Adding radiation therapy with intensified systemic treatment using abiraterone improved radiographic progression-free survival (rPFS) and metastatic castration-sensitive prostate cancer (mCSPC)–free survival in men with low-burden disease. The results from the phase 3 randomized PEACE-1 trial establish a role for radiation therapy (RT) in the prevention of serious genitourinary (GU) events, irrespective of the metastatic burden. In addition, RT may be considered in selected men with high-burden mCSPC.
Based on these results, “a triplet of androgen deprivation therapy (ADT) plus abiraterone and prostate RT should be considered a standard treatment in men with low-burden mCSPC,” said Alberto Bossi, MD, of Gustave Roussy, Amethyst RT Group, France. “The effect of these therapies is additive.”
PEACE-1 was conducted with a 2 × 2 factorial design at hospitals across Belgium, France, Ireland, Italy, Romania, Spain, and Switzerland. Eligible patients had histologically confirmed or cytologically confirmed de novo mCSPC, which represents about 10% of patients treated for prostate cancer, according to Dr Bossi. A total of 1,172 men were randomly assigned in a 1:1:1:1 ratio to standard of care (ADT alone or with IV docetaxel 75 mg/m2 once every 3 weeks), standard of care plus RT, standard of care plus 1,000 mg daily of oral abiraterone plus oral 5 mg of prednisone twice daily, or standard of care plus RT (74 Gy in 37 fractions) plus abiraterone. Docetaxel was added to standard of care in 2017 through an approved amendment.
The experimental treatments were administered until disease progression or intolerance. The coprimary endpoints were rPFS and overall survival (OS).
Results were stratified according to volume of disease “because we understood from the moment that the trial was started that metastatic prostate cancer should be distinguished into low-volume and high-volume disease,” Dr Bossi said.
At baseline, disease volume was low in 505 participants and high in 667 participants. Metastatic sites in the low-volume population were lymph nodes only in 16.6%, bone only in 82.0%, and visceral in 1.3%. In the low-volume population, half of the participants in each treatment arm (standard of care with or without abiraterone and standard of care with or without abiraterone plus RT) received docetaxel as part of their regimen. The data presented were in the group with low-volume disease.
Low-volume participants randomly assigned to the 2 experimental treatments, abiraterone and RT added to standard of care, had statistically superior rPFS outcome compared with standard of care (reference group) at approximately 7 years post-randomization (global P < .0001). Although no difference in OS has been detected, median OS has not been reached in the triplet arm, whereas the other 3 groups have a median OS that ranges from 5.8 to 7.1 years.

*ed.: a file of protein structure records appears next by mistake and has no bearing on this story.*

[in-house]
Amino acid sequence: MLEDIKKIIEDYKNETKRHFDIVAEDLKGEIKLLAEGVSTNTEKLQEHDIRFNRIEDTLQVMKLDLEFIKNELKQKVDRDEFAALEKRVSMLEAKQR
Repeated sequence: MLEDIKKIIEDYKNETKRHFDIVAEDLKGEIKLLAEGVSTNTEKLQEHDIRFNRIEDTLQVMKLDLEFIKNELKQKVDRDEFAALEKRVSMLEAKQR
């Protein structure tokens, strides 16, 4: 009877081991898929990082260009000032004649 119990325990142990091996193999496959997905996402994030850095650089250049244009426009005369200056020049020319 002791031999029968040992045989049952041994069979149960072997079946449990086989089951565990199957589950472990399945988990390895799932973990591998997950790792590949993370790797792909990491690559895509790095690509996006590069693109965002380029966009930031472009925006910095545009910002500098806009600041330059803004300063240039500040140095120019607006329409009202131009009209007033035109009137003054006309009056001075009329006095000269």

In the low-volume population, serious GU events were less frequent in patients randomly assigned to RT (198 patients) compared with no RT (200 patients)—24 total events versus 52 total events (P = .0006). Specifically, 6 patients assigned to RT required a urinary catheter compared with 9 who did not receive RT, and prostate RT or transurethral resection of the prostate (TURP) was performed in 4 patients assigned to RT (all TURP) versus 27 who did not undergo RT. The triplet arm had the fewest serious GU events (6 patients) compared with 20 in the standard of care plus abiraterone arm, 18 in the standard of care plus RT arm, and 32 in the reference group (global P = .0001).
Superiority of the triplet on the rate of serious GU events was also apparent in the overall study population (global P < .0001).
“We found a role for RT in the prevention of serious GU events, irrespective of a metastatic burden and diagnosis, and this per se may justify the use of preventive prostate RT in this group of men with mCSPC,” Dr Bossi concluded. “This effect appears to be additive to the effect of abiraterone. It’s also important to state that our data show that prostate RT may significantly delay the onset of the castration-resistance state, again irrespective of the metastatic burden and diagnosis.”
In the low-volume population, median castration resistance-free survival was 2.5 years in participants assigned to standard of care with or without abiraterone versus 3.5 years in those who had RT added to standard of care with or without abiraterone (P = .007). In the overall population, median castration resistance-free survival was 1.9 versus 2.5 years, respectively (P = .007).
Adding RT on top of standard of care did not translate into more toxicity, he said.Back To Top
Radiation Therapy Improves Radiographic Progression-Free Survival in Low-Volume mCSPC. Appl Rad Oncol.